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Don't Trample the Olympic Ideals in Russia

The 2014 Games risk being marred by Moscow's assault on property rights and free speech.

MOSCOW -- A delegation of the International Olympic Committee has just visited Sochi, the Russian Black Sea resort town and future Olympic host city, to assess the status of preparations for the 2014 Winter Games. Jean-Claude Killy, the three-time Olympic skiing champion who chairs the International Olympic Committee's coordination for the Sochi Games, spoke glowingly of the Sochi authorities' "open and constructive" attitude. "The Russian diamond is shining more and more with each passing day," Mr. Killy gushed.

Many Sochi residents would disagree.

The Russian government faces an Olympian task in preparing for the 2014 Games. The major construction has yet to begin. But early trends for human rights and property rights in Sochi are anything but reassuring. In recent interviews with Human Rights Watch, a number of Sochi residents told of police interference with their right to peacefully express their views and of efforts to expropriate their land without receiving adequate information or compensation.

Many Sochi residents spoke of their frustration with the lack of transparency around the planning for and construction of Olympic venues and related infrastructure as well as their desire to be heard by International Olympic officials. On May 14, the second day of the IOC's visit, a handful of Sochi residents attempted to peacefully express their concerns outside of the sanatorium where the IOC press conference was taking place. The police quickly intervened, tearing up posters that demonstrators hadn't even managed to unfold and detaining a small group for several hours. Seven people were charged with illegally organizing a demonstration.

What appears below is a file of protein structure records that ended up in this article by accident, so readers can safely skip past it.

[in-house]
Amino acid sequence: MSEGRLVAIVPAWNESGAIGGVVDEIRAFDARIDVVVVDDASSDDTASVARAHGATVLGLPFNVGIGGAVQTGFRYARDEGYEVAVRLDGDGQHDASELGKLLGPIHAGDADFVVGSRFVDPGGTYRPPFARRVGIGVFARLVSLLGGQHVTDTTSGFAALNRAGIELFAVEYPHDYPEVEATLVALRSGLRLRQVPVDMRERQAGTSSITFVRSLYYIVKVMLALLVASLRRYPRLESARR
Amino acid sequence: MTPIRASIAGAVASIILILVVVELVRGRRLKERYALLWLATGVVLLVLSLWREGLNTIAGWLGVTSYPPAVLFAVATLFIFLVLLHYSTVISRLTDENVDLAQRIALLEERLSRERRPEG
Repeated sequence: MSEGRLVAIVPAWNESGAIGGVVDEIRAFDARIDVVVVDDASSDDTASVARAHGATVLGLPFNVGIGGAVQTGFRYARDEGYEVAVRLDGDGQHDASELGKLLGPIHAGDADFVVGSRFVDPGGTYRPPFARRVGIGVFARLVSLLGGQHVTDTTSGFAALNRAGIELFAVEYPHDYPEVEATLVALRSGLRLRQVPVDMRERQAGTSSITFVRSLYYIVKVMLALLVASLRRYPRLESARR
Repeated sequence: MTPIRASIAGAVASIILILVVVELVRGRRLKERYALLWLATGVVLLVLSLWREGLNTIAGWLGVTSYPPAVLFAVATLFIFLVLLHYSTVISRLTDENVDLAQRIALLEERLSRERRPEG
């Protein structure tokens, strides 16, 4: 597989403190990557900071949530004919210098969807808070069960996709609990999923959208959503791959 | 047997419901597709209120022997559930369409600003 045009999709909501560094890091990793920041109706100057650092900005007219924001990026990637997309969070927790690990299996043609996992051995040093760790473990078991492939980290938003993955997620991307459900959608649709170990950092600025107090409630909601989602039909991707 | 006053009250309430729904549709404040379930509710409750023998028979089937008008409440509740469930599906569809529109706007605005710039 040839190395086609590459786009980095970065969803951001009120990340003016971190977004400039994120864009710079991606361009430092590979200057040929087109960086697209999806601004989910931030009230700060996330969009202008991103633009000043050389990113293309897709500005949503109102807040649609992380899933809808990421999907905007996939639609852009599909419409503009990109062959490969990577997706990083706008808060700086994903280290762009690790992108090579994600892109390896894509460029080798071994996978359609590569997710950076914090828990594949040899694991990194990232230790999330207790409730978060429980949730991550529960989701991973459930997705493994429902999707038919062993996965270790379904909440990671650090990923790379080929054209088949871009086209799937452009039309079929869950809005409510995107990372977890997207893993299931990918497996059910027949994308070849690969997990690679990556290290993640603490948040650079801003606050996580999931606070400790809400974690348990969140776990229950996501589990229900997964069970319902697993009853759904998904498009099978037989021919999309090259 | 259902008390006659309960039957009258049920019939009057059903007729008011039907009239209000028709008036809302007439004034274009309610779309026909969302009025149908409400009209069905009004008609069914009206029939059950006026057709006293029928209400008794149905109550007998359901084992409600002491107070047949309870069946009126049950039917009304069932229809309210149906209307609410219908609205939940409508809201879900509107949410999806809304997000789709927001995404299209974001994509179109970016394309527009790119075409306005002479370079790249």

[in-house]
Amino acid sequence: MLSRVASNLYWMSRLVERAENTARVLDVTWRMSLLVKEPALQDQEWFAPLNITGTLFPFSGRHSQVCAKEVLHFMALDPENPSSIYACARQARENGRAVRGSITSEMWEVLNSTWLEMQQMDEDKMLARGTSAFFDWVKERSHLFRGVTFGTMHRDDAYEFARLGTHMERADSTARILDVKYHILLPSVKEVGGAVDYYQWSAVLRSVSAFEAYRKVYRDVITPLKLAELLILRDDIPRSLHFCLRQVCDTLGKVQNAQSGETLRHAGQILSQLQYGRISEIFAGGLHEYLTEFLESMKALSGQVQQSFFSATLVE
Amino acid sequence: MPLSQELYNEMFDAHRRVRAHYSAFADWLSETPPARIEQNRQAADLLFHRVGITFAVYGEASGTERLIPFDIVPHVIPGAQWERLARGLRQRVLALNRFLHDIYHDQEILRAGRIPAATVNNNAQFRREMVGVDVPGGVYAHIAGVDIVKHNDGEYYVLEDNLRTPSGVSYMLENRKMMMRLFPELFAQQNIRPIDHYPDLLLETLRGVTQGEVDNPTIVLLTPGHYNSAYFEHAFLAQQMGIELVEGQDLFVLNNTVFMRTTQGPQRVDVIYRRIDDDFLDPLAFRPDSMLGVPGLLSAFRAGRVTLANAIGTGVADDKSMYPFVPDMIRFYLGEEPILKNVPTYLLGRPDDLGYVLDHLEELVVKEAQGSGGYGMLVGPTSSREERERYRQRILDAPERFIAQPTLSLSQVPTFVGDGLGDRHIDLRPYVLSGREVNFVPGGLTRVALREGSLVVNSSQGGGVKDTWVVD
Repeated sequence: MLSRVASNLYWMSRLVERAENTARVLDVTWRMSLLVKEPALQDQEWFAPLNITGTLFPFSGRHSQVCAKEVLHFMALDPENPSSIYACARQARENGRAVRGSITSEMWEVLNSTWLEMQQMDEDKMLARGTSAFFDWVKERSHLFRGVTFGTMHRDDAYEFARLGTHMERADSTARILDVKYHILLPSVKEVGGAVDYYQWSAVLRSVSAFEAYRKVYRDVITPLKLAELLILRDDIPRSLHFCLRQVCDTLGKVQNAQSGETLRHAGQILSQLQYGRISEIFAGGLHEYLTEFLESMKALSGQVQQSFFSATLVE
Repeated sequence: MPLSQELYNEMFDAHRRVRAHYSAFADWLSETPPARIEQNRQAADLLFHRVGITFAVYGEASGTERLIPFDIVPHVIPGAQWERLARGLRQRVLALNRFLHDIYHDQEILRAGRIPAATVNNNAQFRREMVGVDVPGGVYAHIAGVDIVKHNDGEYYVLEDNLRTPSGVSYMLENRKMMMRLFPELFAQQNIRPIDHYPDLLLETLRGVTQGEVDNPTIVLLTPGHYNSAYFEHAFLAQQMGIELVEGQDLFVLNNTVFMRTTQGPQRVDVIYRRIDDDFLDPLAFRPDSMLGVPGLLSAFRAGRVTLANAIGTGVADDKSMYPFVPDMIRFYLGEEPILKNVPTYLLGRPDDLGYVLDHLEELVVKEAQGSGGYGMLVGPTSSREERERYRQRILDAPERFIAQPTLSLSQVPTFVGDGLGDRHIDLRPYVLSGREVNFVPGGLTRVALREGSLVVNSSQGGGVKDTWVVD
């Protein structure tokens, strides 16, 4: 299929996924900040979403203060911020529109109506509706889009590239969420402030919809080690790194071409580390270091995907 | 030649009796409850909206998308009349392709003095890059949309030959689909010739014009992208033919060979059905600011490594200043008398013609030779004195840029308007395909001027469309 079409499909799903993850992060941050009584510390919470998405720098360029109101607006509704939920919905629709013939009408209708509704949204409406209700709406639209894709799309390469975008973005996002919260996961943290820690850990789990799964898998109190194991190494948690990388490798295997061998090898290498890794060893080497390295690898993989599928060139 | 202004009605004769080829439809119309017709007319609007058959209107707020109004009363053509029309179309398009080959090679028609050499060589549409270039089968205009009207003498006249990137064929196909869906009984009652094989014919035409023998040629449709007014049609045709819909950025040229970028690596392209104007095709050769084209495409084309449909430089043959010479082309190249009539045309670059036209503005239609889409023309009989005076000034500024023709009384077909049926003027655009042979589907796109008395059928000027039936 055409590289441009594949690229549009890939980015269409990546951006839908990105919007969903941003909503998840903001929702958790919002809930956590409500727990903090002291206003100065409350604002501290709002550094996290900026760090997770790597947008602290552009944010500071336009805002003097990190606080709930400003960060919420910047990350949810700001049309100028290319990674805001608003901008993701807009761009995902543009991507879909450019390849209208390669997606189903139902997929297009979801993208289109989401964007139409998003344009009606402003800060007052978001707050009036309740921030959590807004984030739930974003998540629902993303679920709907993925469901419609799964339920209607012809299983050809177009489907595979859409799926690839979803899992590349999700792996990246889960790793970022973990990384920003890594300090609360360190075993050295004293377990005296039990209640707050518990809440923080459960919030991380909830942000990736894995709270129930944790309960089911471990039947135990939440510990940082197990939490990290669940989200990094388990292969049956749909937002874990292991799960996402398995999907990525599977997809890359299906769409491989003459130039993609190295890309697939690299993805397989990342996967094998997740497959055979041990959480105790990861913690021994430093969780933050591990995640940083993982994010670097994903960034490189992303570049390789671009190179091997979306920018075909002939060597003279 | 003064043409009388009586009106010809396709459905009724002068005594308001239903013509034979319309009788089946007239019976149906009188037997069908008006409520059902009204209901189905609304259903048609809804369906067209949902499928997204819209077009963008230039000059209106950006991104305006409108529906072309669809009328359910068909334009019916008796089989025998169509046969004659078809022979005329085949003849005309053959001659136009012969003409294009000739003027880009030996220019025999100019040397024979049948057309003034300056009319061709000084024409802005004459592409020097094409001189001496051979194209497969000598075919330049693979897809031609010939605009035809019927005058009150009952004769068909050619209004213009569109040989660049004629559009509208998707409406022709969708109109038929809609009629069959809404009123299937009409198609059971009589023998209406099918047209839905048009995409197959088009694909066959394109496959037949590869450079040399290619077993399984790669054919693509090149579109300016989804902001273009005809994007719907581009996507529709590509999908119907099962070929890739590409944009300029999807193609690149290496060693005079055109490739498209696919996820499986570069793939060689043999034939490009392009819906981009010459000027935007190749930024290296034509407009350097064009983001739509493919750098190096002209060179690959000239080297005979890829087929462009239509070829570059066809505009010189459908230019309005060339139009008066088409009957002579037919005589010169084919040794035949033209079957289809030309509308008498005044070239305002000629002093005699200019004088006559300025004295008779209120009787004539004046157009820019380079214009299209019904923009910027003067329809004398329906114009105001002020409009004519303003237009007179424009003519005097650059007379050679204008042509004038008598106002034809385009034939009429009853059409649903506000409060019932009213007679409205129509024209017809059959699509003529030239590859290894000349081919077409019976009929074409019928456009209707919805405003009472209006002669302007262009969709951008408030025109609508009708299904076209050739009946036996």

To Sochi residents, this feels like déjà vu. During the last official IOC visit, in April 2008, a group of Sochi residents gathered peacefully with posters, hoping to attract the attention of the IOC delegation that was inspecting proposed construction sites nearby. Police used force to break up the demonstration. The impression left by that event is tangible: the number of demonstrators this year was considerably lower.

But leadership from the IOC is needed in Sochi. Despite the fact that the 2014 Games will indelibly change the face of Sochi and permanently affect the lives of many residents, Russian officials have not always informed the public clearly and consistently about its plans or taken into account community concerns.

In some expropriation cases, local officials have not established a clear process to inform the residents about which property will be expropriated, when the expropriation will occur, or how compensation will be established. As a result, many families have already been living with anxiety and uncertainty for months.